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Nadarkhani's family greets him upon release
Nadarkhani's family greets him upon release

Iranian pastor released

Religion | Iranian authorities acquit and free pastor Youcef Nadarkhani after three years of imprisonment

Iranian authorities acquitted condemned pastor Youcef Nadarkhani of apostasy charges and released him from a Tehran prison, according to the American Center for Law and Justice (ACLJ).

The acquittal comes nearly three years after Iranian authorities jailed Nadarkhani on charges of apostasy against Islam and sentenced the pastor to death by hanging.

The ACLJ—a Washington, D.C.-based Christian advocacy group with close ties to Nadarkhani—reported that the pastor appeared in an Iranian court on Saturday for another hearing on the charges brought against him: "His hearing lasted almost six hours. But in the end, he was released and able to return home to his family."

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A statement from the ACLJ said that sources reported the court reduced Nadarkhani's charges to evangelizing Muslims and released him with time served. The photo accompanying this article shows Nadarkhani, 32, greeting his two young sons and supporters bearing flowers as he left the prison. The pastor appears healthy.

Nadarkhani's sudden release was a surprising turn in a case that had drawn international attention. Christian advocacy groups and lawmakers from around the world—including the United States—had called for Iranian authorities to spare the pastor's life and release him from jail. Nearly 3 million people worldwide had voiced support for Nadarkhani in a "Tweet for Youcef" campaign on Twitter.

The U.K.-based group Christian Solidarity Worldwide had reported earlier that Iranian judges could level new charges against Nadarkhani this month to give judges fresh impetus to carry out a death sentence against him.

Instead, officials suddenly released the pastor, sparking international celebration for Nadarkhani and his family.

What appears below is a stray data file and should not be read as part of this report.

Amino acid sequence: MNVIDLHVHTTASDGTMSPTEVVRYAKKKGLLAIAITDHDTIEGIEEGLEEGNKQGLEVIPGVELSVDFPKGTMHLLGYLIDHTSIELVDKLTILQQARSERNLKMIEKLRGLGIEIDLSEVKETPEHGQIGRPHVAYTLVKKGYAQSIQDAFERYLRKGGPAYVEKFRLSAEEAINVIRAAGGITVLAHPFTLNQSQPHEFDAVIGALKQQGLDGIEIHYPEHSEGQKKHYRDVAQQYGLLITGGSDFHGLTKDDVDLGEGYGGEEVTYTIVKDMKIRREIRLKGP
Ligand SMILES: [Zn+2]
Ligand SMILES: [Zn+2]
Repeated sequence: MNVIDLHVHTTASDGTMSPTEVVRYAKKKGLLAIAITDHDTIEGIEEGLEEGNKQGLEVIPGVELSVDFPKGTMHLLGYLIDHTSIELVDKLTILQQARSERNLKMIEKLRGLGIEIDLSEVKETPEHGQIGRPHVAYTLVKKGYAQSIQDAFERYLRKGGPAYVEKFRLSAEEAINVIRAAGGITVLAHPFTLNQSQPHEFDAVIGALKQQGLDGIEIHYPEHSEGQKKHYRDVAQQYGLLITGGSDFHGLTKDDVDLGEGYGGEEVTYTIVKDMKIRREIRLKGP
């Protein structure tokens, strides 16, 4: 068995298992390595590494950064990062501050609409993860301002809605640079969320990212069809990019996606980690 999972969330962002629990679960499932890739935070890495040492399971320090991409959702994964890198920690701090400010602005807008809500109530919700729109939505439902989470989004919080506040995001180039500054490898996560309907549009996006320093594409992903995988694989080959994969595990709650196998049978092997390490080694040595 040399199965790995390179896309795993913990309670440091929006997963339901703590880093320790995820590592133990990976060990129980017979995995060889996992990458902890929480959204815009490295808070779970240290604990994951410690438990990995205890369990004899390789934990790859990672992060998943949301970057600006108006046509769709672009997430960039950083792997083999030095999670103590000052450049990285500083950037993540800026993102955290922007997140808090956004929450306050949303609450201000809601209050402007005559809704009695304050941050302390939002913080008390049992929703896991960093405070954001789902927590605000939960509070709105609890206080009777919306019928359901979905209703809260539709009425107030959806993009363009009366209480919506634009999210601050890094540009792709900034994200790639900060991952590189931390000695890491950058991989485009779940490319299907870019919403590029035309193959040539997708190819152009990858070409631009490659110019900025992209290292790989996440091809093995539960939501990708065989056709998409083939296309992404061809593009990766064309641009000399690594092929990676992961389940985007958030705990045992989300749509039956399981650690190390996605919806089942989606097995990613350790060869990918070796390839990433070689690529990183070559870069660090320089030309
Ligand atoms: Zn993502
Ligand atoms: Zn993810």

Ann Buwalda of the Virginia-based Jubilee Campaign sent an email on Saturday to Christians who had prayed for Nadarkhani for years: "Oh brothers and sisters, rejoice with us. Your prayers and ours have been answered."

Buwalda urged supporters to continue to pray for Nadarkhani, particularly as his family contemplates whether to stay in Iran or flee the country: "While I am sure that Pastor Youcef would prefer to stay with his flock, the high-profile nature of his case may put him, his family, and his church in extreme danger as long as they stay in Iran. Pray that God would grant wisdom."

The Jubilee Campaign and other advocacy groups also urged prayer for the many other Christians facing persecution and imprisonment in Iran. Those cases continue largely apart from the international spotlight.

Nadarkhani—who grew up in a Muslim home but never embraced Islam—refused multiple offers of release over the last three years. Iranian authorities had promised to free him if he recanted Christianity and affirmed Islam. Nadarkhani repeatedly refused, answering in court with two simple words: "I cannot."

Jamie Dean
Jamie Dean

Jamie lives and works in North Carolina, where she covers the political beat and other topics as national editor for WORLD Magazine. Follow Jamie on Twitter @deanworldmag.


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